Law firms face gigantic challenges of business development, efficiency and burnout.
Thankfully, there’s a solution.
We need to do it all.
That’s the message thrumming deep in your mind, day in and day out. As a lawyer, paralegal or supervisor in the field, you know the responsibilities pressing in on all sides.
We need to do it all.
Recent studies outline the three main forces. On one hand, you need to grow the business. You need new clients and new opportunities. According to Thomson Reuters, 33% of attorneys surveyed said that their firms’ top goal was business development.
On the other hand, you want to ensure that your business runs efficiently. Are you maximizing the number of billable hours? Are you cutting through waste and downtime to run a lean and mean legal machine? According to that same Thomson Reuters survey, 25% of those responding said their firms’ top goal was maximizing their efficiency.
Finally, you have to avoid burnout among staff. Thomson Reuters reports that losing only one person – a single associate – could cost you $200,000 to $500,000 in lost business.
Get the picture? We need to do it all.
Each one of these priorities seems to conflict with the other two. But it doesn’t have to be that way. You can take concrete steps today to ensure they actually complement one another. And when you need outside expertise, Array stands ready to take tasks off your plate. Let’s dig into them one piece at a time.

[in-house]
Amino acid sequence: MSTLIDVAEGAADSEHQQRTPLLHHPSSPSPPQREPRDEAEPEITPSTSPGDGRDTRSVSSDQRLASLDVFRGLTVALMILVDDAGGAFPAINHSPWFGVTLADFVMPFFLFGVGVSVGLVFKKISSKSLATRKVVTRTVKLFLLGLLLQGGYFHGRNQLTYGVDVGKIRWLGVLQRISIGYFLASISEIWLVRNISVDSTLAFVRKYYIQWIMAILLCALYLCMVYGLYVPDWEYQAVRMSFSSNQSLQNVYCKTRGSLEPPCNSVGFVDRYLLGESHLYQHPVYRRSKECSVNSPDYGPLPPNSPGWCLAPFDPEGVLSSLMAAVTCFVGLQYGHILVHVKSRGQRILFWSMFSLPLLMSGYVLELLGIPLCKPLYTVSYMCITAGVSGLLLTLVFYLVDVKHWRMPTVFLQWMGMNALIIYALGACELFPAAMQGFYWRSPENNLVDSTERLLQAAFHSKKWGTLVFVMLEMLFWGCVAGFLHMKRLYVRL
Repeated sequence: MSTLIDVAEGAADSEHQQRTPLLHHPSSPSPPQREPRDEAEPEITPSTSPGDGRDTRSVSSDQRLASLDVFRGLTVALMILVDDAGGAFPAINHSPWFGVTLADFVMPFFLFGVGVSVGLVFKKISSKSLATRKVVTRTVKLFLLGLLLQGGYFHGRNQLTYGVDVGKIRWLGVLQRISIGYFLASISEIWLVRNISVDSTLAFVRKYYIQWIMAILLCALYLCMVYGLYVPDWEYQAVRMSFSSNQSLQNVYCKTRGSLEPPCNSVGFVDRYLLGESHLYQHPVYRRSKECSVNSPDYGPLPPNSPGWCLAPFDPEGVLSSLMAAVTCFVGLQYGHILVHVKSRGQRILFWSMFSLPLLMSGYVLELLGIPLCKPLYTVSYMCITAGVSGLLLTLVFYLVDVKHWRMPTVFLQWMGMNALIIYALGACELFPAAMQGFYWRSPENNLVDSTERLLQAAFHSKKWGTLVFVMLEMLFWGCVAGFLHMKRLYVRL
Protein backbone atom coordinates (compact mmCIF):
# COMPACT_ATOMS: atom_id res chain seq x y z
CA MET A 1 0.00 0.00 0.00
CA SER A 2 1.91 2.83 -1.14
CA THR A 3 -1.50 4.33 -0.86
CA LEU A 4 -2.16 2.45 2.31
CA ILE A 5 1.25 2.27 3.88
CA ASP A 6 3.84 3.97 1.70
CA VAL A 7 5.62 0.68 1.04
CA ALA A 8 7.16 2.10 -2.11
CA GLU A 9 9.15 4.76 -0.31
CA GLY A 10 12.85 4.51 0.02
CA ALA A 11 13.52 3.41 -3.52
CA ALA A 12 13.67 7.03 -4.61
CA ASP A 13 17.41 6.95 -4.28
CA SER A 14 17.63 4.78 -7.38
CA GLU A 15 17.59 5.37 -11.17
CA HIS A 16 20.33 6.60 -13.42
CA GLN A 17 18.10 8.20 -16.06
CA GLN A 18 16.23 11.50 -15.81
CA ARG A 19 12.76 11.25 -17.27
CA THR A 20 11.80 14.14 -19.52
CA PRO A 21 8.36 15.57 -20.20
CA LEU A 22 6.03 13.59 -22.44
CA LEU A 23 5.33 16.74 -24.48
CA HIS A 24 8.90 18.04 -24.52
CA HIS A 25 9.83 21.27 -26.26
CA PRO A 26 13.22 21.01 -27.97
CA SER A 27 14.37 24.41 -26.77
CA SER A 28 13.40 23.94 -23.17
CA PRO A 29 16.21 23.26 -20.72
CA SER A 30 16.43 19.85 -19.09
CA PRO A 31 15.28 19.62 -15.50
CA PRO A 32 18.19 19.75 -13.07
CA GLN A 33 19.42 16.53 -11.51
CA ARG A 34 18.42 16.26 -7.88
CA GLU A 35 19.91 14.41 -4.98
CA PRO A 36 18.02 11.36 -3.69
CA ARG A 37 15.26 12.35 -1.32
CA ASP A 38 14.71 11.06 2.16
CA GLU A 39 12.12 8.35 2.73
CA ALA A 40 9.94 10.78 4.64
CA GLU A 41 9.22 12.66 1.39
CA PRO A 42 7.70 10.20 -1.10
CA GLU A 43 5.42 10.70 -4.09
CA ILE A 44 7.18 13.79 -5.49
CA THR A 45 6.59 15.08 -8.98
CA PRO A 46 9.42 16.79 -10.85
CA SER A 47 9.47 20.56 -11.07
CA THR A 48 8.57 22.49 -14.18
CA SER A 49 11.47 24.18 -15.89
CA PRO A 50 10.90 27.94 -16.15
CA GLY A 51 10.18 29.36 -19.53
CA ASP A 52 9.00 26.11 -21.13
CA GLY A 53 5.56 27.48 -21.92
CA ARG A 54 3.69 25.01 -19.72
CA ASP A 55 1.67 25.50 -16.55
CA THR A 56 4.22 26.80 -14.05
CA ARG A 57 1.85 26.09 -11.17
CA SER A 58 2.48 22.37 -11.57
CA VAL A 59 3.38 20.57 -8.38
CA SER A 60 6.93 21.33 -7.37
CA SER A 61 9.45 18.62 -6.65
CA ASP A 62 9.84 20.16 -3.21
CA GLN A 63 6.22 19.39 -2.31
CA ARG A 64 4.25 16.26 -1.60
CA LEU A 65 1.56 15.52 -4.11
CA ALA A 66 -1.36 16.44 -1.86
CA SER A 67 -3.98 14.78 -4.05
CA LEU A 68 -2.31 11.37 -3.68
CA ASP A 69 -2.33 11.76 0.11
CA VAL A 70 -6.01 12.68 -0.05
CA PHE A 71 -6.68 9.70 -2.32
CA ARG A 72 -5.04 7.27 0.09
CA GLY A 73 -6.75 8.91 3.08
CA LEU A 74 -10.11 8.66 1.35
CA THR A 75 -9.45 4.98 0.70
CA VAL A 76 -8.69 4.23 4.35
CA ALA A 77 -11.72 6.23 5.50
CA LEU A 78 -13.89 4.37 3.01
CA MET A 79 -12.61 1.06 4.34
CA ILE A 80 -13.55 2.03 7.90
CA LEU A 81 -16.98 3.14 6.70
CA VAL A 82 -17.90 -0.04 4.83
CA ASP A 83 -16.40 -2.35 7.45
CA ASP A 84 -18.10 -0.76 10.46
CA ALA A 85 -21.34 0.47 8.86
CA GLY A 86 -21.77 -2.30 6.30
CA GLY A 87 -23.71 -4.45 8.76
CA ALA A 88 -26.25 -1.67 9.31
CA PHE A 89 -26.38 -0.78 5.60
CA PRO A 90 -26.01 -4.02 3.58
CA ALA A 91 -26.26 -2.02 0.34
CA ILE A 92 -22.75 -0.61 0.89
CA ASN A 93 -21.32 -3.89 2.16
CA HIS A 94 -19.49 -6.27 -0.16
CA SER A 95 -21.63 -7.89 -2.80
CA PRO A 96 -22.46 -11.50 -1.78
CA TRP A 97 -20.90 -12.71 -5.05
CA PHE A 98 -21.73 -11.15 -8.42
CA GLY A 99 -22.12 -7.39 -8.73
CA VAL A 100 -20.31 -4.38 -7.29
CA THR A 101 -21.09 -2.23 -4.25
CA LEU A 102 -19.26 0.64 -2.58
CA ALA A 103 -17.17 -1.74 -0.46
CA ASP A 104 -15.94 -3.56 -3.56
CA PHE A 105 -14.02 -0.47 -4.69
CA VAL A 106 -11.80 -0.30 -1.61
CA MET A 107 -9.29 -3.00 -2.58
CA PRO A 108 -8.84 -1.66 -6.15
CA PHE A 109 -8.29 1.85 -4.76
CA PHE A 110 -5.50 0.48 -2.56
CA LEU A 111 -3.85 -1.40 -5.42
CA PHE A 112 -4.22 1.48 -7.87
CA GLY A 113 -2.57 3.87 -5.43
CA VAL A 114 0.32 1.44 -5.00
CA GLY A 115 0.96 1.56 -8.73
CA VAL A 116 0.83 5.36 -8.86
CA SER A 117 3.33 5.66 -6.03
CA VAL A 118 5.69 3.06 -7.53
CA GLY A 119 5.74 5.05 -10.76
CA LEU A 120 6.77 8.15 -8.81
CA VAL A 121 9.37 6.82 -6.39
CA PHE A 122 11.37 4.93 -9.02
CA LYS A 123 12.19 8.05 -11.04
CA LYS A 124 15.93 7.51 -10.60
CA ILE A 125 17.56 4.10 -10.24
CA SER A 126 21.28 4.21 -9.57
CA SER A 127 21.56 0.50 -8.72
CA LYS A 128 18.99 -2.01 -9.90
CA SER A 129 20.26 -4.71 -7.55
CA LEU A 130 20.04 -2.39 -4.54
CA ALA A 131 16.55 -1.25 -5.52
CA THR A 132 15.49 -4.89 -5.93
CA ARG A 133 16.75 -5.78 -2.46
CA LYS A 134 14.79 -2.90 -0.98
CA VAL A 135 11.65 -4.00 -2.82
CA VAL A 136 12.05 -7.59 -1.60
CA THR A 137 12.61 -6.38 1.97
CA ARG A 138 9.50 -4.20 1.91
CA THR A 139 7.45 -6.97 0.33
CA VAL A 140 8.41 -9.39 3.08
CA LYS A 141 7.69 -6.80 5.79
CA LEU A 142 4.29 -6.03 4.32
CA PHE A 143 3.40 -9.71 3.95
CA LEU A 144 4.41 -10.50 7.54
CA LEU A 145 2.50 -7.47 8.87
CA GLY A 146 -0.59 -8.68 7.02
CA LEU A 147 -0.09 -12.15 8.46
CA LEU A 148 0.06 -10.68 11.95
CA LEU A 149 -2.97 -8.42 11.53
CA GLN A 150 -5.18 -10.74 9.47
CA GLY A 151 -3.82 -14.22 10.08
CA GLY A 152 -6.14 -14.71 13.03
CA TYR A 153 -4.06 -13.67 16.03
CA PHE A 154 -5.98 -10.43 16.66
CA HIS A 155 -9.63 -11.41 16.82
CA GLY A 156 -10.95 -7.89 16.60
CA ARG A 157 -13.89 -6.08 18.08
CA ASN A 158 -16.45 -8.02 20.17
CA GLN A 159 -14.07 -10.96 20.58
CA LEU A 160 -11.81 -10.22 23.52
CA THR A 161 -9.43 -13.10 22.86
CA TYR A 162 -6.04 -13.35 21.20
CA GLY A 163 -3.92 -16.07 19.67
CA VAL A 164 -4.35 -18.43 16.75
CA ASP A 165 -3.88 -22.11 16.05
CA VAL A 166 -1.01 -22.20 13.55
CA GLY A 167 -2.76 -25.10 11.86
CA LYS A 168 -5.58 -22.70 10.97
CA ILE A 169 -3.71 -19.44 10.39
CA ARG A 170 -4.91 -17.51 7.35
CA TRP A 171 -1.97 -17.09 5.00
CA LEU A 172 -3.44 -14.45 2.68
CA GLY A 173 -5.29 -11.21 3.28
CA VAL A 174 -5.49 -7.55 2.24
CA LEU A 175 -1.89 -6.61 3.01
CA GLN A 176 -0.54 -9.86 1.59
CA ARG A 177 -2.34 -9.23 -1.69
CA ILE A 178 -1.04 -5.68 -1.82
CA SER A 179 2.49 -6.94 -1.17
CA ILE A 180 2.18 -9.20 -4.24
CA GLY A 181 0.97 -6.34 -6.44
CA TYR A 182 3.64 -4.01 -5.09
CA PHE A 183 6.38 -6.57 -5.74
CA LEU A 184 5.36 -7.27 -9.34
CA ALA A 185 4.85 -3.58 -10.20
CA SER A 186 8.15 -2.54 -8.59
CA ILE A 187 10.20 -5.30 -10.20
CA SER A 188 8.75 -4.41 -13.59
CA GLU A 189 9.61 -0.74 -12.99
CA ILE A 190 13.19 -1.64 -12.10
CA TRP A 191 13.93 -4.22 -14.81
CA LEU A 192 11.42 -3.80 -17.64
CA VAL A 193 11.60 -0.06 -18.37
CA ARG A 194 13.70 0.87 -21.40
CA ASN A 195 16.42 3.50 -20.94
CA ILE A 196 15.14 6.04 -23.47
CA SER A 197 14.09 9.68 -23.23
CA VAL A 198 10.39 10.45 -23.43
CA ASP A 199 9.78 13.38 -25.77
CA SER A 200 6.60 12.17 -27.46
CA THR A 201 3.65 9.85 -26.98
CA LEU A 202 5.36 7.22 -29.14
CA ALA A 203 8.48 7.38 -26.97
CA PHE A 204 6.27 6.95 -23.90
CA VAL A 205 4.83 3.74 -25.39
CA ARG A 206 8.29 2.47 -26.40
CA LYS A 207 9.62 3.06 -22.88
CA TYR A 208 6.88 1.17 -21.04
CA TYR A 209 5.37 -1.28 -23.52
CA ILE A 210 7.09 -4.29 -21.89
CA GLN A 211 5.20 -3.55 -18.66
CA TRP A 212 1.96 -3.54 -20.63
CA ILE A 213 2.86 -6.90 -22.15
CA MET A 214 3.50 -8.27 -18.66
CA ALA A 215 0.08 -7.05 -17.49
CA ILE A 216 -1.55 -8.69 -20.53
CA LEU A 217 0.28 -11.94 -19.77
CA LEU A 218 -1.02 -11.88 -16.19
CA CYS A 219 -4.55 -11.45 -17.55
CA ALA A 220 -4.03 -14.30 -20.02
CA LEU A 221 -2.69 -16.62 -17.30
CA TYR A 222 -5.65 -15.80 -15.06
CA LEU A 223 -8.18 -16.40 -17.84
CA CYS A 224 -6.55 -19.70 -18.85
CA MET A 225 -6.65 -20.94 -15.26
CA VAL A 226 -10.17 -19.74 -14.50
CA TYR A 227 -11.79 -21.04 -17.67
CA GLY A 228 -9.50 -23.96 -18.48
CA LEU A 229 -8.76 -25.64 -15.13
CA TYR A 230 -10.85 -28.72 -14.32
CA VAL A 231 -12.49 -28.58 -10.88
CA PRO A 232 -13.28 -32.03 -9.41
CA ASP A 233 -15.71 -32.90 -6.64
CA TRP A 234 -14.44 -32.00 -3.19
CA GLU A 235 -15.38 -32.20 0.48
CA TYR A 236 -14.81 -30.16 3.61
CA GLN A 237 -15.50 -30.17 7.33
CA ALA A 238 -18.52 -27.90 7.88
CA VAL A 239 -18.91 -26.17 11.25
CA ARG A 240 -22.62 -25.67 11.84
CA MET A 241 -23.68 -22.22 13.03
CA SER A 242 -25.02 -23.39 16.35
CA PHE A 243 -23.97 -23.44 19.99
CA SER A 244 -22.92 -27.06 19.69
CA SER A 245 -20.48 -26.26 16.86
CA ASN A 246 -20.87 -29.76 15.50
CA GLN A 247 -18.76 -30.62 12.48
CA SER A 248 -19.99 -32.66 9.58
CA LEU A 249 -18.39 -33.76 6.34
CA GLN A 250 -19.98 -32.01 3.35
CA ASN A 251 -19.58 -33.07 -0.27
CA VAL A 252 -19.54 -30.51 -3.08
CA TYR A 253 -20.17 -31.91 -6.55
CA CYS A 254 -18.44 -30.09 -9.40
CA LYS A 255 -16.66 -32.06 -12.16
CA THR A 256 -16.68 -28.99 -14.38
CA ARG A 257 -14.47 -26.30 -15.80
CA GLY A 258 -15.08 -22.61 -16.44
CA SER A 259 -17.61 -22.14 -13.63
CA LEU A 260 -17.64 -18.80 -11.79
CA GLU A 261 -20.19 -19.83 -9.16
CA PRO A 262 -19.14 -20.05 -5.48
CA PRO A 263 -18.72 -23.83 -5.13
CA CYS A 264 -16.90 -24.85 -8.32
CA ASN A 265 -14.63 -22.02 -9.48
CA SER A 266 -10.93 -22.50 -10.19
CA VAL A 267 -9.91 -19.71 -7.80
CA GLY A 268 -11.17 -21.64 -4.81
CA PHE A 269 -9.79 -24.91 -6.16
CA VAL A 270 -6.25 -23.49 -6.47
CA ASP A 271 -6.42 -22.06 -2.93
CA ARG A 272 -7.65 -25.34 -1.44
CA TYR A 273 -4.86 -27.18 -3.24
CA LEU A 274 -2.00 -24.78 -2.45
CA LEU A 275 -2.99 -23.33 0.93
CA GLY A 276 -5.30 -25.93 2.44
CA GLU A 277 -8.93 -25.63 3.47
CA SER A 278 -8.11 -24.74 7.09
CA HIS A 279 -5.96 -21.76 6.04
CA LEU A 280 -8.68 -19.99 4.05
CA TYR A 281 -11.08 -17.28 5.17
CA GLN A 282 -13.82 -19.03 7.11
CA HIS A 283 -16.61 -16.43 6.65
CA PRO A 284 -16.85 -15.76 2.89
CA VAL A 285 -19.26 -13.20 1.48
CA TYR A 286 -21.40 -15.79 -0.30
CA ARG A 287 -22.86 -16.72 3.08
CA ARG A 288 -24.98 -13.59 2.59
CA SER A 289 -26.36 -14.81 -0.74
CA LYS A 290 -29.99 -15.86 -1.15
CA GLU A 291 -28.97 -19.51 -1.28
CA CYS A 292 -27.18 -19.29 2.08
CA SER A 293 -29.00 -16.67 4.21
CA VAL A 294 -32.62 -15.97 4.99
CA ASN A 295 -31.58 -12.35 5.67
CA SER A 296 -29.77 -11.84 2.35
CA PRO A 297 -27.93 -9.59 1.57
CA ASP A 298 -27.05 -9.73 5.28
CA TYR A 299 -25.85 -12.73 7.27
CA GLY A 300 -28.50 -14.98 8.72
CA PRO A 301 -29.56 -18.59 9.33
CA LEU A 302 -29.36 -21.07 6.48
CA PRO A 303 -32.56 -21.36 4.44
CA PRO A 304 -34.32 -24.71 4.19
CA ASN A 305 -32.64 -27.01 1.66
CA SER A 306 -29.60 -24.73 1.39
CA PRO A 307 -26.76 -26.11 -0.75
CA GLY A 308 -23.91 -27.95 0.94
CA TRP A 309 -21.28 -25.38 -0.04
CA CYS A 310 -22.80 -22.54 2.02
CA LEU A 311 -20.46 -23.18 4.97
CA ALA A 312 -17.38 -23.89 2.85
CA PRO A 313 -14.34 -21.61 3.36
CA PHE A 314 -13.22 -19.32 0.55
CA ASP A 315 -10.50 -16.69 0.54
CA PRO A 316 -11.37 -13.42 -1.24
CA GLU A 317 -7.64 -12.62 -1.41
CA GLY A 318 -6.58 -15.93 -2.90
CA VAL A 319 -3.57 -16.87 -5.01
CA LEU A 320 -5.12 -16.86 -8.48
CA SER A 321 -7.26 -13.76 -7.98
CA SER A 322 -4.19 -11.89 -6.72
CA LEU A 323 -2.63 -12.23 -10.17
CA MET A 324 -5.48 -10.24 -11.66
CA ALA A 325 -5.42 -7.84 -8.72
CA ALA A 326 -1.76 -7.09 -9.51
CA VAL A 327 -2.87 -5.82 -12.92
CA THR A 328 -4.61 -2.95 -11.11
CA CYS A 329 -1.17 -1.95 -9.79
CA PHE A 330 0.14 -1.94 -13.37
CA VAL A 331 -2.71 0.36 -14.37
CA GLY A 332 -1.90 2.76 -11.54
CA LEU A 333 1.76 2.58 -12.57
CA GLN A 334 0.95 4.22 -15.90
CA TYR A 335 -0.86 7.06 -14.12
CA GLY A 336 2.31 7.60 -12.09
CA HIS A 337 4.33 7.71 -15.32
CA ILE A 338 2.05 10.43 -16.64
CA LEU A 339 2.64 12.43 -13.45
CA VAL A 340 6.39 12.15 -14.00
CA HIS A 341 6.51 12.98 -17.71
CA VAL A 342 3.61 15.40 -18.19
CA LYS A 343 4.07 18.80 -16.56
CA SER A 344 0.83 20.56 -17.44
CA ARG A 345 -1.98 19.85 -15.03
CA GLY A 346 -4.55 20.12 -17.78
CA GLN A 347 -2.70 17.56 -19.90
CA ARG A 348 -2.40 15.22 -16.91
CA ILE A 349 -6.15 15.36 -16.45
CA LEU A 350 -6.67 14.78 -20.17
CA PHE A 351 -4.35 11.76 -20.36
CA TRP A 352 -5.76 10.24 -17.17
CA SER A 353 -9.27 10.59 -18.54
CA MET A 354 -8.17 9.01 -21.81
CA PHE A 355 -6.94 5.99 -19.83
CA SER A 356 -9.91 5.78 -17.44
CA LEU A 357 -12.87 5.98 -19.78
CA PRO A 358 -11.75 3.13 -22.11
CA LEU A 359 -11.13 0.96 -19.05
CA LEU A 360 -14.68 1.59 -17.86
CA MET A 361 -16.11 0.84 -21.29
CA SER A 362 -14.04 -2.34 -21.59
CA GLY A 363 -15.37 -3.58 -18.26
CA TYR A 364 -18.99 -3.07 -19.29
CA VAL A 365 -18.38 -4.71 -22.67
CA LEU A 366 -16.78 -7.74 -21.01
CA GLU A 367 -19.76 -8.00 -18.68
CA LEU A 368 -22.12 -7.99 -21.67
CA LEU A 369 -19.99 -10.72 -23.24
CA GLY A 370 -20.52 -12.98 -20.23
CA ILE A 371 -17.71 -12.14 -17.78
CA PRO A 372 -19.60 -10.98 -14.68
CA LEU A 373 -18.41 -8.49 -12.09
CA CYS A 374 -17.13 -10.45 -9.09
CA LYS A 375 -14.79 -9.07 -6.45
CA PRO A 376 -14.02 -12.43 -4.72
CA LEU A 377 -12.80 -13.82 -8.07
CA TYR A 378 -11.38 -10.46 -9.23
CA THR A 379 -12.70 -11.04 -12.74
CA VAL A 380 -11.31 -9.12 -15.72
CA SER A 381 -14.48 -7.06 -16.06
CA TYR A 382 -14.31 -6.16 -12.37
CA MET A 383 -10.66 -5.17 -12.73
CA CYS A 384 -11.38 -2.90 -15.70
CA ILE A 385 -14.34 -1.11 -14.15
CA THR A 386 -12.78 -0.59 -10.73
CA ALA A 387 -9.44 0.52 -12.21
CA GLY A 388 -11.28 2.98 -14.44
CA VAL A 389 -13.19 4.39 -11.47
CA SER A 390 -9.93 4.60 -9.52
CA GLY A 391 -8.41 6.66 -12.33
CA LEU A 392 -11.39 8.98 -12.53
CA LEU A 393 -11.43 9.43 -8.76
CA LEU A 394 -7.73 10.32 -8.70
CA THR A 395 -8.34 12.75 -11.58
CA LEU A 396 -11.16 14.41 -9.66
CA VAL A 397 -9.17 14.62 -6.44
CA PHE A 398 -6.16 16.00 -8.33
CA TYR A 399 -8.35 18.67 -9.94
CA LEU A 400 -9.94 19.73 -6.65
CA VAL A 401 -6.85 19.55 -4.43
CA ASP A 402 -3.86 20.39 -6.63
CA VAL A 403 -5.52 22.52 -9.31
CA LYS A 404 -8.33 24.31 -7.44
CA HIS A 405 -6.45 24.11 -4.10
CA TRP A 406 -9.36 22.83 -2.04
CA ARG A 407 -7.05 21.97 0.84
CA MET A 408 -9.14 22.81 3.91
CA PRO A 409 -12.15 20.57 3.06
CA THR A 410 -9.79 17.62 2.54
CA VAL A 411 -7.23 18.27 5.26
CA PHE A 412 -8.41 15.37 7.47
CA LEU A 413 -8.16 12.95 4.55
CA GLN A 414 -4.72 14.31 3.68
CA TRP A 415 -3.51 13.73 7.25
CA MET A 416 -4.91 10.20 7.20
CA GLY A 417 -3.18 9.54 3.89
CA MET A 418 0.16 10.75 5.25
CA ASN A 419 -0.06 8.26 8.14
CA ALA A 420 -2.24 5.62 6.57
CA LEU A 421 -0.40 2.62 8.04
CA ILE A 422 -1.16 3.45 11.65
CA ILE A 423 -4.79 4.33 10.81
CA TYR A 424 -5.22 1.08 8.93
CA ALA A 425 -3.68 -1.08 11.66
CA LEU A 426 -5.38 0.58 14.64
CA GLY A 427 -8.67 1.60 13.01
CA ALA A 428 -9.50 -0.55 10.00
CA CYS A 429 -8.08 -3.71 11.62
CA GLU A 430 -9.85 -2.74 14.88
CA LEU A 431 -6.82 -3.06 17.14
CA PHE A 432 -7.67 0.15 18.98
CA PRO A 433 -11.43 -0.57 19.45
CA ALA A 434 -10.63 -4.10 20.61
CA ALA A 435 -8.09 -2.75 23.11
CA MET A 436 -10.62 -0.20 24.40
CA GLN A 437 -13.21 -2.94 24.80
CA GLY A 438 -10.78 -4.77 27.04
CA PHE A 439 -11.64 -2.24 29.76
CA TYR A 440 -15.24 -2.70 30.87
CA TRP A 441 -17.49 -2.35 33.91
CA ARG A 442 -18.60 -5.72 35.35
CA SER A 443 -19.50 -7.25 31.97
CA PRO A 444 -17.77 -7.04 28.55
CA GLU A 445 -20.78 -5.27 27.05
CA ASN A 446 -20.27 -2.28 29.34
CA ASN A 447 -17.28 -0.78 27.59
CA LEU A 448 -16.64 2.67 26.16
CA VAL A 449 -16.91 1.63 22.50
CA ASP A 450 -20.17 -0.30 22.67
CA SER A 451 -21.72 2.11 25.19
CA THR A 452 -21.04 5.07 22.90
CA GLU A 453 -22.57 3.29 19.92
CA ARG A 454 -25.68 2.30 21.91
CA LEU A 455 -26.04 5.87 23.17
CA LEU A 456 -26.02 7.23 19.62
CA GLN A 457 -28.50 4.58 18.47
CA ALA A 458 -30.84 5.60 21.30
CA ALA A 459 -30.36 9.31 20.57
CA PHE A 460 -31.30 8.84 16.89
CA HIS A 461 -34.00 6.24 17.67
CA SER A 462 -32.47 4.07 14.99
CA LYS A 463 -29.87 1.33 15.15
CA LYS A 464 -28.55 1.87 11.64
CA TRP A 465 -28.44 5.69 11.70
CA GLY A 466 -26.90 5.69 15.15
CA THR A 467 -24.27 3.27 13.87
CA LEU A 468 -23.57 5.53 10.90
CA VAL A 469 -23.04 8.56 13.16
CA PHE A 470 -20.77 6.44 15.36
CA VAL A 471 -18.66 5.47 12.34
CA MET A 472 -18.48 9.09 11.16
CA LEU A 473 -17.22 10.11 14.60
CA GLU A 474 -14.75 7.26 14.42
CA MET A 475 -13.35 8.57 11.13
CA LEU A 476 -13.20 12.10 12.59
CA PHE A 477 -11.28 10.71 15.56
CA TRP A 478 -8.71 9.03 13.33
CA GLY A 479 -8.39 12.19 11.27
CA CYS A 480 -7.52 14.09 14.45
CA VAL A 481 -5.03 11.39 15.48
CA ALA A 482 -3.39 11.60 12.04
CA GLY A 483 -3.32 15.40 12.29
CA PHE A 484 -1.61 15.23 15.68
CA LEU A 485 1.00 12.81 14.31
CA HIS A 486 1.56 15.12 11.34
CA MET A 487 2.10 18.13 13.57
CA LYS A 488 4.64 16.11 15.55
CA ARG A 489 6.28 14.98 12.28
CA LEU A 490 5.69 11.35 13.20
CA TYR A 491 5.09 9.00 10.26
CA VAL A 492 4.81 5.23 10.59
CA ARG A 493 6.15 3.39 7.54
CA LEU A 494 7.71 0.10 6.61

It’s easy to understand the interest in growing legal businesses. We’ve just made it through two uncertain years of a pandemic, and companies across the board are ready to get back to doing what they do best.
“The most satisfying thing you can have as a lawyer is a solid relationship with a client where they trust what you’re telling them,” said John Reed, founder of Rain BDM and a business development consultant for law firms, according to Thomson Reuters.
For many, a state of small firms report outlined, that translated into a newfound focus on marketing and networking. It could also include more work on websites and social media, as well as creating articles and blog posts just like this one.
It can also mean analyzing your current and past clients, seeing who might have dropped off the list and asking why. It can mean showcasing your expertise and willingness to serve clients by responding right away to requests with the most up-to-date information possible.
In essence, the best business development encompasses doing your best as a firm for everyone who has already hired you while making sure those who haven’t done so yet can see the results.
“If you can build trusted relationship status with clients, they’re going to be your best source of referrals,” Reed said. “And if you’re so entrenched with your client that you don’t have to worry about them leaving your firm, you’re going to enjoy your practice more.”